Health Benefits of Coffee vs. Tea
Some questions are bound to start debates. Red Sox or Yankees? Sauce or gravy? Democrat or Republican? Coffee or tea? That last one isn't just a matter of taste. The health benefits of tea have been advertised for years, while recent research is pointing to the fact that coffee has plenty of benefits in its own right. Is one better than the other? Well, let's find out.
The Health Benefits of Tea Tea can help regulate insulin levels, lowers levels of post-stroke brain damage, lowers breast cancer risk, fights heart disease and gingivitis, and aids in weight loss. Tea can reduce prostate cancer risk, and has been shown in some studies to have antiviral properties.
The Health Benefits of Coffee Coffee fights off skin cancer, Alzheimer's, depression, Parkinson's Disease, Type 2 Diabetes, and heart disease. It has as many antioxidants as tea (some of which are the same, but there are some that are found only in coffee). Coffee has also been shown to aid in boosting muscle mass. The nutritional profile of coffee is also different, in that it contains carbohydrates, fats and proteins not found in tea.
Both coffee and tea have one benefit that's been prized for milennia. They both wake us up, and keep us awake. That alertness aids concentration whether you're studying, staying up late, driving, or even meditating (there's a reason that monks and other spiritual seekers have long sought out caffeine).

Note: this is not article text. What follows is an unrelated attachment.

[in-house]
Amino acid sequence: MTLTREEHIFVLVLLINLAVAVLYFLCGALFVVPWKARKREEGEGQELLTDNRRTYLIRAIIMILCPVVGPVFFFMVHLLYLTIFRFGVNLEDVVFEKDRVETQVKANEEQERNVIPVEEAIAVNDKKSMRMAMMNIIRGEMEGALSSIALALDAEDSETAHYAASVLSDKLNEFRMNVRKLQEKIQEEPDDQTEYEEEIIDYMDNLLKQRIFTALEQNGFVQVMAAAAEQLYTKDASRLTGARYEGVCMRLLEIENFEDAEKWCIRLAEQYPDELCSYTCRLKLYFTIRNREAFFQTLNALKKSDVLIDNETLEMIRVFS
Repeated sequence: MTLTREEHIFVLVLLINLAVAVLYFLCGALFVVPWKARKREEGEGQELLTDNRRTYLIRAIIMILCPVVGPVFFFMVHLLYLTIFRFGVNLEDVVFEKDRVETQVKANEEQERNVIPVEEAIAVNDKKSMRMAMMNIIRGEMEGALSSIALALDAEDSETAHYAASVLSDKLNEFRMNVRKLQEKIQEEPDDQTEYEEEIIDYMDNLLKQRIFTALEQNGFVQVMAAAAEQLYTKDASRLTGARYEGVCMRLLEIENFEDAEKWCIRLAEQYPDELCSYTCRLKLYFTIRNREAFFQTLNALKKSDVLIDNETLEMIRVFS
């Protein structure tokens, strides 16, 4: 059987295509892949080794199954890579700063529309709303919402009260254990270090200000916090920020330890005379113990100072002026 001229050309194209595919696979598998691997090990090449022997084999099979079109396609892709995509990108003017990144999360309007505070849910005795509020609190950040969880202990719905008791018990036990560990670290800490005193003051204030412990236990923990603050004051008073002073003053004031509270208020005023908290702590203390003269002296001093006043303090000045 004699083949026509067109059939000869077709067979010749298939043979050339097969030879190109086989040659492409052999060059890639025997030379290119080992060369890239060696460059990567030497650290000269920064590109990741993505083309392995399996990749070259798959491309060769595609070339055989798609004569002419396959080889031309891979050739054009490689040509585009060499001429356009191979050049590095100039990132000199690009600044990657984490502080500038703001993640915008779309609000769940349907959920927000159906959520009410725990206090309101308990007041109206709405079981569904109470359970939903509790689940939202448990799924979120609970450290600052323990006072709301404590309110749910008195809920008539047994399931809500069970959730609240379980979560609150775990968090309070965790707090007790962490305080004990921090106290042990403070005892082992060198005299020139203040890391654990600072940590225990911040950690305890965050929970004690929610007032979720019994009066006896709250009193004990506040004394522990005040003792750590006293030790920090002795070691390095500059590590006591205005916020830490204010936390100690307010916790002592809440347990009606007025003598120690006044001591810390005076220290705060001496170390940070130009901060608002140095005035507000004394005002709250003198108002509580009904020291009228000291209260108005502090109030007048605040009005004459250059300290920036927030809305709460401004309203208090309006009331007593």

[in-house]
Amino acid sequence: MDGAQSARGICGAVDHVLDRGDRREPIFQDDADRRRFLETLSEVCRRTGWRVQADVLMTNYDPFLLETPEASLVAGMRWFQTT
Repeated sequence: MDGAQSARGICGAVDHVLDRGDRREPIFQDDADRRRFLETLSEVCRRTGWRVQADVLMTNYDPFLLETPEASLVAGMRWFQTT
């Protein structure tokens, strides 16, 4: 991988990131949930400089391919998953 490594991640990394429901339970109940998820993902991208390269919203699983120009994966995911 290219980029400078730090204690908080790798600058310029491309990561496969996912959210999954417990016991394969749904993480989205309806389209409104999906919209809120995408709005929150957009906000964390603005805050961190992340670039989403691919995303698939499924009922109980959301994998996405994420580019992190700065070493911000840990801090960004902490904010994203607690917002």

Drawbacks of Coffee and Tea Onegreenplanet points out that coffee and tea do have some issues that drinkers should be aware of. Both coffee and tea contain caffeine, which is mildly addictive. It's also a diuretic, and isn't great for people with high blood pressure or certain heart problems. Both can also cause digestive issues. Coffee's roasting process leaves behind acrylamide, a known carcinogen, while tea contains aluminum and flouride, which are linked to Alzheimer's and bone density problems, respectively.
(infographic courtesy visual.ly)
In some ways, tea has a bit of a head start over coffee. After all, we've heard study after study on the health benefits of tea during a stretch of time that we were being told that drinking coffee was a one-way ticket to an early grave (okay, maybe that last bit is an exaggeration, but not by much). It's only in the last few years that research on coffee has started to gain traction to a point where the health benefits can be fully understood. In their unadulterated forms, neither is bad for you in moderation, and both can deliver significant health benefits. Of course, therein lies a small cautionary note. Once you start adulterating either coffee or tea -- adding artificial flavorings, creamers, chemicals, thickeners or massive amounts of sugar like you'd get in a bottle of iced tea or a mocha latte -- the benefit vanishes like steam from a bathroom mirror. So unless you can't stand one or the other, why not enjoy both?